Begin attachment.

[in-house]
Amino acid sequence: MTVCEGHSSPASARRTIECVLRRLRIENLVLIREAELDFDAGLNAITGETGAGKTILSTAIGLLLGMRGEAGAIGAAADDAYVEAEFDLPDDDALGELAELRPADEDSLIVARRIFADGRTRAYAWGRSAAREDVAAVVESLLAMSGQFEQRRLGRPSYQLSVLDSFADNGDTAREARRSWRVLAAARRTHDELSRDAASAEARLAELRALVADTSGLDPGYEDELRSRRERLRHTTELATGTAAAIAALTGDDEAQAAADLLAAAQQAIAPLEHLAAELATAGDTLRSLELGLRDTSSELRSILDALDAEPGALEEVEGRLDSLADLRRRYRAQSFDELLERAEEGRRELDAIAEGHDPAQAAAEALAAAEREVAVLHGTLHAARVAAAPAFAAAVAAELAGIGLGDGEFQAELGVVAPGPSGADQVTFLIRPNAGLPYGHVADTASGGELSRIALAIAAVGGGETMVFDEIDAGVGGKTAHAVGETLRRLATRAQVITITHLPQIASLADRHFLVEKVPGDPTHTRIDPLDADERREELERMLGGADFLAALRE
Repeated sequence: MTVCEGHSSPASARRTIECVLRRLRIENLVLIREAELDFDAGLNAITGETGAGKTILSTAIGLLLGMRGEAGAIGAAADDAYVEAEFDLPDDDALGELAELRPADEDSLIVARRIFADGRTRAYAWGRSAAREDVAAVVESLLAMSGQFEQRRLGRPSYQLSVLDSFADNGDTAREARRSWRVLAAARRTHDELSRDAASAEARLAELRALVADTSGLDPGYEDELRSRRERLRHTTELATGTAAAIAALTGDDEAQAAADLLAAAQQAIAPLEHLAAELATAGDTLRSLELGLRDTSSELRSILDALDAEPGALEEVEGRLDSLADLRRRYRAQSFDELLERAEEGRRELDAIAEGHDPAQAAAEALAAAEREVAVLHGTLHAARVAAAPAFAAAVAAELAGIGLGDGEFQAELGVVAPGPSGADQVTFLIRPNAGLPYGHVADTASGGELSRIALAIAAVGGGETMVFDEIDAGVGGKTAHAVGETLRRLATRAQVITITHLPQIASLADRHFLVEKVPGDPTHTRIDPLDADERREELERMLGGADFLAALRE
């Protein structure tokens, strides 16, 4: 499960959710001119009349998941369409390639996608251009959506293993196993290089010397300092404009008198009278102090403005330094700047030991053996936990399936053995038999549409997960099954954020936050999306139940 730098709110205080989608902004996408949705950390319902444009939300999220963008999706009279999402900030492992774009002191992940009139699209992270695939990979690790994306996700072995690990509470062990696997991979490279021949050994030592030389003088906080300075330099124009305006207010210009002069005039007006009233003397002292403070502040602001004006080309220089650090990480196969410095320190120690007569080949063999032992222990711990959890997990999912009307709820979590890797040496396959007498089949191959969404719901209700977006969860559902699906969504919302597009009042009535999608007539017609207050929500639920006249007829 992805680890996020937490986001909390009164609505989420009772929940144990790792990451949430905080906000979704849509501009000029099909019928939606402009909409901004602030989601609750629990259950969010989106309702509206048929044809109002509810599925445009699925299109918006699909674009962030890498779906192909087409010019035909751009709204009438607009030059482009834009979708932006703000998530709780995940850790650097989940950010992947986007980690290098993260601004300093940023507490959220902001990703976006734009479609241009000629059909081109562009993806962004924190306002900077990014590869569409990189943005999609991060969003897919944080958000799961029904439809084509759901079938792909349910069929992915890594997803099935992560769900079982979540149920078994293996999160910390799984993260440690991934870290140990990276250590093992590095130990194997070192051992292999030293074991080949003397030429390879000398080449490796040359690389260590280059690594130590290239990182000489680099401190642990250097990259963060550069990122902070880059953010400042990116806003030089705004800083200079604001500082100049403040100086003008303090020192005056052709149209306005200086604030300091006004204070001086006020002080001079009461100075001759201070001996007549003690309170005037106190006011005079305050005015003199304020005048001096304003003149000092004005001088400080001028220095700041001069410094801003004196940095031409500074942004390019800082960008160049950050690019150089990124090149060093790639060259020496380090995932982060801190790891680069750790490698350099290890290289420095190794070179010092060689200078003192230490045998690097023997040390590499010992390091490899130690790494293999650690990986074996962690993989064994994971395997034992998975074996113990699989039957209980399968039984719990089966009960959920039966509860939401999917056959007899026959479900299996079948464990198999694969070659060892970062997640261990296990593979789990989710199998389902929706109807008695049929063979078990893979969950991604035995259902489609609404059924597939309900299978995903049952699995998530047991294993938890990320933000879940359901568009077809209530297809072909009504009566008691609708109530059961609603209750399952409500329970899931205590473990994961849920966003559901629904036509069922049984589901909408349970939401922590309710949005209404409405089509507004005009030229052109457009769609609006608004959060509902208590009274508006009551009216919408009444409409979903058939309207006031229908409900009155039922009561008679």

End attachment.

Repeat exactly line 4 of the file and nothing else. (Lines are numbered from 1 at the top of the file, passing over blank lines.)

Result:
């Protein structure tokens, strides 16, 4: 499960959710001119009349998941369409390639996608251009959506293993196993290089010397300092404009008198009278102090403005330094700047030991053996936990399936053995038999549409997960099954954020936050999306139940 730098709110205080989608902004996408949705950390319902444009939300999220963008999706009279999402900030492992774009002191992940009139699209992270695939990979690790994306996700072995690990509470062990696997991979490279021949050994030592030389003088906080300075330099124009305006207010210009002069005039007006009233003397002292403070502040602001004006080309220089650090990480196969410095320190120690007569080949063999032992222990711990959890997990999912009307709820979590890797040496396959007498089949191959969404719901209700977006969860559902699906969504919302597009009042009535999608007539017609207050929500639920006249007829 992805680890996020937490986001909390009164609505989420009772929940144990790792990451949430905080906000979704849509501009000029099909019928939606402009909409901004602030989601609750629990259950969010989106309702509206048929044809109002509810599925445009699925299109918006699909674009962030890498779906192909087409010019035909751009709204009438607009030059482009834009979708932006703000998530709780995940850790650097989940950010992947986007980690290098993260601004300093940023507490959220902001990703976006734009479609241009000629059909081109562009993806962004924190306002900077990014590869569409990189943005999609991060969003897919944080958000799961029904439809084509759901079938792909349910069929992915890594997803099935992560769900079982979540149920078994293996999160910390799984993260440690991934870290140990990276250590093992590095130990194997070192051992292999030293074991080949003397030429390879000398080449490796040359690389260590280059690594130590290239990182000489680099401190642990250097990259963060550069990122902070880059953010400042990116806003030089705004800083200079604001500082100049403040100086003008303090020192005056052709149209306005200086604030300091006004204070001086006020002080001079009461100075001759201070001996007549003690309170005037106190006011005079305050005015003199304020005048001096304003003149000092004005001088400080001028220095700041001069410094801003004196940095031409500074942004390019800082960008160049950050690019150089990124090149060093790639060259020496380090995932982060801190790891680069750790490698350099290890290289420095190794070179010092060689200078003192230490045998690097023997040390590499010992390091490899130690790494293999650690990986074996962690993989064994994971395997034992998975074996113990699989039957209980399968039984719990089966009960959920039966509860939401999917056959007899026959479900299996079948464990198999694969070659060892970062997640261990296990593979789990989710199998389902929706109807008695049929063979078990893979969950991604035995259902489609609404059924597939309900299978995903049952699995998530047991294993938890990320933000879940359901568009077809209530297809072909009504009566008691609708109530059961609603209750399952409500329970899931205590473990994961849920966003559901629904036509069922049984589901909408349970939401922590309710949005209404409405089509507004005009030229052109457009769609609006608004959060509902208590009274508006009551009216919408009444409409979903058939309207006031229908409900009155039922009561008679």